None of that really matters much to Kei Nagai, he has his own concerns about getting into medical school and studies and such. The knowledge of Ajin is now part of the school curriculum, as are wanted posters encouraging anyone knowing the whereabouts of Ajin to turn them in, but hey, Kei never thought it would happen to him. He and school pals are joshing with each other after school, not paying attention, and next thing you know, Kei’s been run over by a freaking truck. And I mean run over, complete with the bloody streak all the way across the intersection, the mangled body, and the horrified driver. The poor driver, Kei’s friends, and all bystanders get to be even more horrified when that dead body begins to twitch, then rises, complete with the gut-wrenching sounds of bones snapping back into place; and everyone realizes: Oh shit, Kei’s an Ajin.

Why is Kei on the run from virtually everyone? The government prides itself on rounding up Ajin, purportedly for their own safety, but none of the mundanes really know what happens to Ajin after they go to the facilities. How much damage can an Ajin take? Can they actually be killed? Do they have extra powers? The shadowy men behind the scenes who do eventually capture Kei seem to take sadistic delight in attempting to answer these questions using poor Kei’s disbelieving person. These scenes in particular, as the black hat government doctors (if you can still call them that after watching this) attempt to see just how much pain Kei can endure before he dies and rises yet again, are particularly brutal and worth a blanch or three.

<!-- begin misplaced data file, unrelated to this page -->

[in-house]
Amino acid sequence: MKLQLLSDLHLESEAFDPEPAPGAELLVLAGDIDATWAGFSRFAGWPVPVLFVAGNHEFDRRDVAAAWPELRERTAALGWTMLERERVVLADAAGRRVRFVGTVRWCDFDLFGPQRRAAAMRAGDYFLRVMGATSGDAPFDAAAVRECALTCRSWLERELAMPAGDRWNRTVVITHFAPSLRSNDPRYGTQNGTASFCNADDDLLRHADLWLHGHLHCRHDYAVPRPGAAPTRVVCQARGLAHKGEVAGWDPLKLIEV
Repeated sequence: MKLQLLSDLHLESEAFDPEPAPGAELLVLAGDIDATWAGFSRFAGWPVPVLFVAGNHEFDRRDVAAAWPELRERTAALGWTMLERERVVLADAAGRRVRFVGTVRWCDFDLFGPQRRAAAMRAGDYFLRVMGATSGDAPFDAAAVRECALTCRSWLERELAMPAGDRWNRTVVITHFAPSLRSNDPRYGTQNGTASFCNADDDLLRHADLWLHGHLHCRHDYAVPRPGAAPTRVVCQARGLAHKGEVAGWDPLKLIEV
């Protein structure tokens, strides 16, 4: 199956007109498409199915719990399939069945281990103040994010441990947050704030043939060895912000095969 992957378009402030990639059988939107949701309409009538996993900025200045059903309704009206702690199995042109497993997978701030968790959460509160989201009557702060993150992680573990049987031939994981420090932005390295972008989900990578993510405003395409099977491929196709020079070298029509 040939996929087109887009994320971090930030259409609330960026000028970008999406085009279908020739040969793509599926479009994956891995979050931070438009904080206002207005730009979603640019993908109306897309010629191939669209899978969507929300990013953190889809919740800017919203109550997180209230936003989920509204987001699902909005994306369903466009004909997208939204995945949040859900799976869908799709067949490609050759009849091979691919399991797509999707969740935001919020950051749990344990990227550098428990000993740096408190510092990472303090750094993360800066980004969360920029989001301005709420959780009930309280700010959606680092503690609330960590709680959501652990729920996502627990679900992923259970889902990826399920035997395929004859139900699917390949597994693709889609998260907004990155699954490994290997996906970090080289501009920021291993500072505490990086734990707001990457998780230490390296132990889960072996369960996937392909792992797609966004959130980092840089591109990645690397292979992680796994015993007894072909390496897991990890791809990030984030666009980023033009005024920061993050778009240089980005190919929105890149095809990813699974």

The man in the hat, also known as Sato, claims he wants to help Kei but of course has his own agenda, once it’s readily revealed that Sato is an Ajin too. Sato seems to have gone quite insane from his own torture at the hands of the same government men who experiment on Kei, but he’s also learned a great deal from it, and uses such tricks to take out scores of bad guys against him all on his lonesome. Sato is determined, with some help, to be the leader of the Ajin revolution against all those who would try and stop him, and indeed, his methods of unexpected strategy are worthy of Light Yagami in Death Note. Of course, him being completely bugshit nuts in the bargain helps make it fun, like riding the very top of a skyscraper as it crashes onto another building, laughing hysterically.

The style of animation is very different, so much more realistic than you find in many anime these days. The subject matter, dealing with torture and repeated death as it does, is far from meant for the kidlings, I don’t recommend ages 12 or under watch Ajin. The plot is somewhat similar to the popular anime Tokyo Ghoul, even down to the torture, but character reactions and far-reaching plots are rather different and take some unexpected twists. For a Netflix-exclusive anime, the show is still subtitled rather than dubbed, and this made me happy. Rumor says Ajin Demi-Human will get a season two in October 2016!

You can watch Kei and Sato die over and over in Ajin Demi-Human on Netflix right now!

XXX

https://youtu.be/y0k65jIq7bU